22. Beowulf eyed his foe, who wasted no time seizing & slitting sleeping prey: a warrior bitten, savored, swallowed whole. Beowulf next!#Beow100 

23. As he groped, our hero gripped so strongly that shock, fear & flight came to mind. Violent wrestling ensued & a horrorful howling #Beow100 

December 18th
24. The hall guardian's grasp firm; the fiend’s fingers burst. God’s foe wished to flee; Hygelac’s warrior advanced. Din filled Heorot #Beow100

25. In hard hold, Beowulf yanked shredded flesh, sundering arm from shrieking body. Grendel sloped off to die; his arm hung as trophy. #Beow100

26. Beowulf’s battle-boast done, he delivered the Danes from evil. Morning light led victors to a bloody mere; heathen soul led to hell #Beow100

27. Hrothgar’s scop shaped varied songs of Beowulf’s deeds—akin to Sigemund, whose noble sword melted a dragon & unlike warlike Heremod #Beow100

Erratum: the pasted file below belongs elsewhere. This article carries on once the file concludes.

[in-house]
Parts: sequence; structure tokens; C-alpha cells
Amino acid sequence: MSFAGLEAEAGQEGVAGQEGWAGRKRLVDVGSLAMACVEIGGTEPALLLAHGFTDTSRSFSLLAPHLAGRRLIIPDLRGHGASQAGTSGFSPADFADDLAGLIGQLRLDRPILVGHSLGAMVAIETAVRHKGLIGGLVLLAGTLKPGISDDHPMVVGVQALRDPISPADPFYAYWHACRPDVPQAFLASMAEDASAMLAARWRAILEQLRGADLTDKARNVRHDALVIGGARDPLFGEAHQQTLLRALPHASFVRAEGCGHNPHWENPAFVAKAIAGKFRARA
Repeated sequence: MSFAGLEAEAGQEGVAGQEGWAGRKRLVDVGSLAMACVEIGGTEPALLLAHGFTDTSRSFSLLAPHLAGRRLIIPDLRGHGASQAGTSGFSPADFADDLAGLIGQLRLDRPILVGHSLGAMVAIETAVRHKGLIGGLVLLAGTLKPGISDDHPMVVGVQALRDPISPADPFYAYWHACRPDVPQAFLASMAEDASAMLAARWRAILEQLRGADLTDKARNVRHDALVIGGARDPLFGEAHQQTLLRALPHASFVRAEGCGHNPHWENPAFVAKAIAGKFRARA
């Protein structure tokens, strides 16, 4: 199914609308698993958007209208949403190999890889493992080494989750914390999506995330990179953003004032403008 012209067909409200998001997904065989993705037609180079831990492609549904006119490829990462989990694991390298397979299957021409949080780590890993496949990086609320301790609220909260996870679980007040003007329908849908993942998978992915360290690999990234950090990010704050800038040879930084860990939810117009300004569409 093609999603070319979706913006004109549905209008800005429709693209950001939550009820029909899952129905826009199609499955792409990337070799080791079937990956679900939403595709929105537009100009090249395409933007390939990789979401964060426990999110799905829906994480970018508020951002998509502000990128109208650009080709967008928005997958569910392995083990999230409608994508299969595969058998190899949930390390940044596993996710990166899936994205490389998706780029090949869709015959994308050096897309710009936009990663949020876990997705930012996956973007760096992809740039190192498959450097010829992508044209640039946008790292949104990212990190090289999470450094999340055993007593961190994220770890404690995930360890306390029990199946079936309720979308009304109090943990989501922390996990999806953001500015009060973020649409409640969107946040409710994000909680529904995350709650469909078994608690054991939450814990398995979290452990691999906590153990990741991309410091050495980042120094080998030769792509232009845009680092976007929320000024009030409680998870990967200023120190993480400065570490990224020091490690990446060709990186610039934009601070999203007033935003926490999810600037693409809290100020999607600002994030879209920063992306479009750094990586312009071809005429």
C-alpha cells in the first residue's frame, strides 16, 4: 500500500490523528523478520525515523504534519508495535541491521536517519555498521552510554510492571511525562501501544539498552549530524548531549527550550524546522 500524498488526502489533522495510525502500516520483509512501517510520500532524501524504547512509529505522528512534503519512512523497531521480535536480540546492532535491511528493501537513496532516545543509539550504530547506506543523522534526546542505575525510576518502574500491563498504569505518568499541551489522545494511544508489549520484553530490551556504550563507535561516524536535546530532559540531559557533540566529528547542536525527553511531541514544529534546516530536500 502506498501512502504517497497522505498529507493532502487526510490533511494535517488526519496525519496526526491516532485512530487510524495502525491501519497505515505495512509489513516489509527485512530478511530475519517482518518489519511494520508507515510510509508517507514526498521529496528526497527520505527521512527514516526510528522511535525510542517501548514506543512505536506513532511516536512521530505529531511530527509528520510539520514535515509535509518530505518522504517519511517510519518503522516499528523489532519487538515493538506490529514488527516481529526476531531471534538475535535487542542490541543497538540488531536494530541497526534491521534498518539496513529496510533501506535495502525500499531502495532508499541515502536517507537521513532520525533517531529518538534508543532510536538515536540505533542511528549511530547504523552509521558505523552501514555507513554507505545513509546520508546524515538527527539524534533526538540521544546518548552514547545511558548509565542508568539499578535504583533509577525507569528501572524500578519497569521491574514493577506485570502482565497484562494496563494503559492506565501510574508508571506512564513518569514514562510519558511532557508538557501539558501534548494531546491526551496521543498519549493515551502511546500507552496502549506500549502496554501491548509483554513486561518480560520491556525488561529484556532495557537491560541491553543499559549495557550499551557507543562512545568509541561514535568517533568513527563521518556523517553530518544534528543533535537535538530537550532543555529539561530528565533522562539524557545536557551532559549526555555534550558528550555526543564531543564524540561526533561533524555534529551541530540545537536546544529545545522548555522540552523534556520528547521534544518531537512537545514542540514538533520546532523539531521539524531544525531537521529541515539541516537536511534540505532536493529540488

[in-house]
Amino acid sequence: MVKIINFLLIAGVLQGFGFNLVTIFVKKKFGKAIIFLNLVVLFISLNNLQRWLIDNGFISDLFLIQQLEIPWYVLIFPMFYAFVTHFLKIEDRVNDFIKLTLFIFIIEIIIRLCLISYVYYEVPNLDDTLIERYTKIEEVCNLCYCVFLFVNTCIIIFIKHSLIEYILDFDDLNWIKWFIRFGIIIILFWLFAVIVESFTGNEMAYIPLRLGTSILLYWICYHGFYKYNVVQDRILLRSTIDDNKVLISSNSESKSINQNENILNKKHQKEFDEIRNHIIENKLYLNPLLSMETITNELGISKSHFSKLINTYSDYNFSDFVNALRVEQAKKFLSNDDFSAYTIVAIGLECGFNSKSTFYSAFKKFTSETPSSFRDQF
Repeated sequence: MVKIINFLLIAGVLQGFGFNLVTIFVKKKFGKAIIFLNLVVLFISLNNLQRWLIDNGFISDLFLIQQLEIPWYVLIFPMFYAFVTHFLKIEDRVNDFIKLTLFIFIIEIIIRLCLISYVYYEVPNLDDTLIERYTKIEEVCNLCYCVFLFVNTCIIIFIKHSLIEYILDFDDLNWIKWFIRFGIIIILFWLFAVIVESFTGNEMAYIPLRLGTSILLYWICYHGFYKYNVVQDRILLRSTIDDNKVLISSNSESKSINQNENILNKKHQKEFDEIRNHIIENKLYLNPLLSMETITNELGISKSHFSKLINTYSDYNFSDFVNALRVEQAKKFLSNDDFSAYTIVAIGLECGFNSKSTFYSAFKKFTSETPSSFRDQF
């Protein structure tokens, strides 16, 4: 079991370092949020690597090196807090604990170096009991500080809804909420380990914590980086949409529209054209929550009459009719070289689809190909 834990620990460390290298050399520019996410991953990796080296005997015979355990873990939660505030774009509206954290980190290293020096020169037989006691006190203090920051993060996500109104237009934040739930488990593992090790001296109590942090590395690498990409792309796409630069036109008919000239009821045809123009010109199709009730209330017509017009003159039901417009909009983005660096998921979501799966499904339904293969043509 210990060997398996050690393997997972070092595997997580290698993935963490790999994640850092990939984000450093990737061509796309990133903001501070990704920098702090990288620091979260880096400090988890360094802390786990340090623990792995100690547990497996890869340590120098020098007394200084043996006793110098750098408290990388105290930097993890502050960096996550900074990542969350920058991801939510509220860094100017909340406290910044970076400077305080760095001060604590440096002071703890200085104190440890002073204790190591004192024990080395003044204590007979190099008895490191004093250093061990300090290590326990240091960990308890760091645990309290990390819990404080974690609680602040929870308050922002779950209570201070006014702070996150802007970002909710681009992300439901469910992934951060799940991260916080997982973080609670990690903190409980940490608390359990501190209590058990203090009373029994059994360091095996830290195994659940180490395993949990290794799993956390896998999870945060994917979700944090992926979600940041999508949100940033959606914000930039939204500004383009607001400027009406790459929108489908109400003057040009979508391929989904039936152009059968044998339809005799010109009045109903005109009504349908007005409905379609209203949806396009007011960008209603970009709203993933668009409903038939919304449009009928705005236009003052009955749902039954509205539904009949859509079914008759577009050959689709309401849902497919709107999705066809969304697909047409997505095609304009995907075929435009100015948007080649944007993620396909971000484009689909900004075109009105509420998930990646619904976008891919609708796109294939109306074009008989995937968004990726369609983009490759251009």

December 20th

28. Comitatus, king & consort came to gaze at battle booty. “Thank God for Beowulf,” said Hrothgar. “Never thought I’d see this day.” #Beow100

29. “So happy to help” replied Beowulf boldly, “though all I could hang onto is hanging right there. No doubt God’ll sort Grendel out.” #Beow100

December 21st

30. The hand hung from unharmed roof. They hastened to ready Heorot for feast. All came & were happy. Healfdane’s sword was war-reward. #Beow100

31. Hrothgar piled up treasure for Beowulf’s victory: wired helmet, shield, mailcoat, jeweled horses, king's saddle. Such rich gifting. #Beow100

December 22nd

32. More treasure followed for Beowulf’s thanes & wergild for the one Grendel ate whole. So providence oversees all: perseverance pays. #Beow100